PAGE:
Are you twisted up in knotty payment terms and their definitions? You’re not alone. As a merchant, you’ve probably stumbled upon terms like “payment gateway” and “payment processor”. Although many people mistakenly believe that these two concepts are identical, they perform different tasks in payment processing.
This article aims to provide you with exhaustive information about a payment processor and payment gateway, as well as clarify the differences between them. Let’s get down to business.
What is a payment gateway?
Small comparison: Buyers usually make payments with a physical debit/credit card via a POS terminal in a regular brick-and-mortar store. But in online card-not-present transactions, the role of the POS terminal is played by a payment gateway.
A payment gateway is a piece of online payment processing software. It serves as an interface that receives customer credit card information, encrypts it to prevent fraud, and transmits the payment details for further processing. After confirming the payment, the gateway informs the customer about the successful transaction.
Simply put, the payment gateway communicates between all participants in payment processing. Its operation is always accompanied by a set of security measures aimed at protecting sensitive customer data from breaches and payment fraud. Among them are encryption, card tokenisation, TLS (SSL) protocol, and others.
Payment gateways differ in the type of integration: there are hosted, self-hosted, and API-hosted payment gateways.
💡 MORE: What is a hosted payment gateway and why you need one
The payment gateway technology explained
When customers click the “Buy” button on your site, they are redirected to a checkout page to select a payment method. In the case of a card-involving payment method, the customer enters their credit card details. Then a payment gateway comes into operation, encrypting the information and sending it to a payment processor. If the acquirer and issuer approve the transaction, the payment gateway informs the customer about the successful payment.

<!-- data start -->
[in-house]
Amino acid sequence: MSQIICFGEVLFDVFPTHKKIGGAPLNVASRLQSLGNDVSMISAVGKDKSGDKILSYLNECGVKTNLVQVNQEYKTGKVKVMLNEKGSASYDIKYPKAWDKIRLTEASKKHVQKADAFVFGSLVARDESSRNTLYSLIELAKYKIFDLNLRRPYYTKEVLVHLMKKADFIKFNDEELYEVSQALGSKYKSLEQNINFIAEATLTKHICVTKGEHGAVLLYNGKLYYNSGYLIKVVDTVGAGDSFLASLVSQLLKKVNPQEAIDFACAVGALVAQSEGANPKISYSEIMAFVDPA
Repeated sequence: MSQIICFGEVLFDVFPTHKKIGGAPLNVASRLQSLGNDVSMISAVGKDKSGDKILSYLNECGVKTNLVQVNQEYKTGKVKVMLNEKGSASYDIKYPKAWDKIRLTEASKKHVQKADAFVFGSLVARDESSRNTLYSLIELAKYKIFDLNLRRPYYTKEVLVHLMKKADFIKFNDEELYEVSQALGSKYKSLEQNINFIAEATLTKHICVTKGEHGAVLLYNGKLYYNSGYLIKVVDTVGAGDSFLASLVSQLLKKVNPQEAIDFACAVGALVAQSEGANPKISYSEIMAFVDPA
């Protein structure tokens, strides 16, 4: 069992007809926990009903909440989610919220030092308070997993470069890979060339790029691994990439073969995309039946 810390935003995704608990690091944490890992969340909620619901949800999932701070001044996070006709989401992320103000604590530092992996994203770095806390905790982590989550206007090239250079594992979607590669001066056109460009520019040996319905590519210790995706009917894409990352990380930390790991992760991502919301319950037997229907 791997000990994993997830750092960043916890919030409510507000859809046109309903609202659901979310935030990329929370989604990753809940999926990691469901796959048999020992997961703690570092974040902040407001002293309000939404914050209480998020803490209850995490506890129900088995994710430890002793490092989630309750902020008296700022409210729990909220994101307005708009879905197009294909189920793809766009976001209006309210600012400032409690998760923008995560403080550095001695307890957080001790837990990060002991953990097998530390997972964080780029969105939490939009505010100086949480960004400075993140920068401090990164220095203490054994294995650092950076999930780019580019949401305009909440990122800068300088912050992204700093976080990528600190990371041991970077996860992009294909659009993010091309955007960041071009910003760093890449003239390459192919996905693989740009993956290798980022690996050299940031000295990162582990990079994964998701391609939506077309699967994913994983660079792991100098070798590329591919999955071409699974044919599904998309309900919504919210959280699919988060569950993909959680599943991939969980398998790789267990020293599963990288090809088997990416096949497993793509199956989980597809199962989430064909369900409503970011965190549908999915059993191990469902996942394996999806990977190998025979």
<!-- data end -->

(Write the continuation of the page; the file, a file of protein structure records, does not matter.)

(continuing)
The payment gateway creates a secure online payment processing environment, making online transactions safe for customers and merchants. But many business owners are wondering: Do I need to connect a payment gateway or a payment processor? We answer this question below.
What is a payment processor?
The actual payment processing begins when the encrypted customers’ data is made available to the payment processor. What's its role here?
Payment processors are PCI DSS-compliant institutions authorised by major card networks to process online transactions. They act as an intermediary between a customer, issuing bank, acquiring bank, and merchant, routing the credit card transaction data between them.
Essentially, the payment processor receives customers’ card data from a payment gateway and relays it between the other parties involved in the transaction. However, its functionality isn’t limited to this. The payment processor executes the transaction, ensuring smooth processing from the moment a customer initiates a payment to the moment funds are credited to the merchant’s bank account. Plus, they may provide value-added services such as:
- Equipment for card acceptance
- Merchant account assistance
- Anti-fraud tools
Very often, a payment processor offers its own payment gateway to merchants, making it easier to set up a payment processing solution.
What’s the difference between a payment gateway and payment processor?
Take a look at a small comparison table to organise the information we’ve learned: